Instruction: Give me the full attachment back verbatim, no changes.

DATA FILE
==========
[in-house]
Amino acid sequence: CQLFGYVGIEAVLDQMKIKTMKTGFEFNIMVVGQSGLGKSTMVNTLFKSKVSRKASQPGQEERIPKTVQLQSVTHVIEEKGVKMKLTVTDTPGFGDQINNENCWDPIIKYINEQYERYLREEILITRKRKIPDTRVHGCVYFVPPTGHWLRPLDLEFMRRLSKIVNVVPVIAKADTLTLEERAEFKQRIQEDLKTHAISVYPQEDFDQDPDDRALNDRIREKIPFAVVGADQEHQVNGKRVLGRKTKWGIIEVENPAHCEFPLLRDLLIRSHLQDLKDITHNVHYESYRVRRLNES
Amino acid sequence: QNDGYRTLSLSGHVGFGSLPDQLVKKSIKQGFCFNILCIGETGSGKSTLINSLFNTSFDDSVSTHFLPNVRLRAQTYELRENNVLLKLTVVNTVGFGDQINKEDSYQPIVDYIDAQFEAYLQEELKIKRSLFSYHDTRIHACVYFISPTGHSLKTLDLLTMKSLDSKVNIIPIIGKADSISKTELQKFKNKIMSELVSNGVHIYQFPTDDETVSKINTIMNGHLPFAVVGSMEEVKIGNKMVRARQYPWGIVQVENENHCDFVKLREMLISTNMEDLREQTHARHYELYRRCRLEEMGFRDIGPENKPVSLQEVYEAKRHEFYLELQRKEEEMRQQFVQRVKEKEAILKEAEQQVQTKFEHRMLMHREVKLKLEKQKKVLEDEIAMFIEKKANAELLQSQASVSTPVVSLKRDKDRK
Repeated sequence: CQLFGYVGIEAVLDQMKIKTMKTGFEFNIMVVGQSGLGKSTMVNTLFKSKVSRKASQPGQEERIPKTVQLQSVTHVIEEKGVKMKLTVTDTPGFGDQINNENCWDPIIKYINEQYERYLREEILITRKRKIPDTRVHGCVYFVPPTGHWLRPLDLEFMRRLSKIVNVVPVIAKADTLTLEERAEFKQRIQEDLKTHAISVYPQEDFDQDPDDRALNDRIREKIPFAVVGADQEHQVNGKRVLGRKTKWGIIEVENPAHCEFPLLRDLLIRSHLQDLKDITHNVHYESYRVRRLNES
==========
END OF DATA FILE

[in-house]
Amino acid sequence: CQLFGYVGIEAVLDQMKIKTMKTGFEFNIMVVGQSGLGKSTMVNTLFKSKVSRKASQPGQEERIPKTVQLQSVTHVIEEKGVKMKLTVTDTPGFGDQINNENCWDPIIKYINEQYERYLREEILITRKRKIPDTRVHGCVYFVPPTGHWLRPLDLEFMRRLSKIVNVVPVIAKADTLTLEERAEFKQRIQEDLKTHAISVYPQEDFDQDPDDRALNDRIREKIPFAVVGADQEHQVNGKRVLGRKTKWGIIEVENPAHCEFPLLRDLLIRSHLQDLKDITHNVHYESYRVRRLNES
Amino acid sequence: QNDGYRTLSLSGHVGFGSLPDQLVKKSIKQGFCFNILCIGETGSGKSTLINSLFNTSFDDSVSTHFLPNVRLRAQTYELRENNVLLKLTVVNTVGFGDQINKEDSYQPIVDYIDAQFEAYLQEELKIKRSLFSYHDTRIHACVYFISPTGHSLKTLDLLTMKSLDSKVNIIPIIGKADSISKTELQKFKNKIMSELVSNGVHIYQFPTDDETVSKINTIMNGHLPFAVVGSMEEVKIGNKMVRARQYPWGIVQVENENHCDFVKLREMLISTNMEDLREQTHARHYELYRRCRLEEMGFRDIGPENKPVSLQEVYEAKRHEFYLELQRKEEEMRQQFVQRVKEKEAILKEAEQQVQTKFEHRMLMHREVKLKLEKQKKVLEDEIAMFIEKKANAELLQSQASVSTPVVSLKRDKDRK
Repeated sequence: CQLFGYVGIEAVLDQMKIKTMKTGFEFNIMVVGQSGLGKSTMVNTLFKSKVSRKASQPGQEERIPKTVQLQSVTHVIEEKGVKMKLTVTDTPGFGDQINNENCWDPIIKYINEQYERYLREEILITRKRKIPDTRVHGCVYFVPPTGHWLRPLDLEFMRRLSKIVNVVPVIAKADTLTLEERAEFKQRIQEDLKTHAISVYPQEDFDQDPDDRALNDRIREKIPFAVVGADQEHQVNGKRVLGRKTKWGIIEVENPAHCEFPLLRDLLIRSHLQDLKDITHNVHYESYRVRRLNES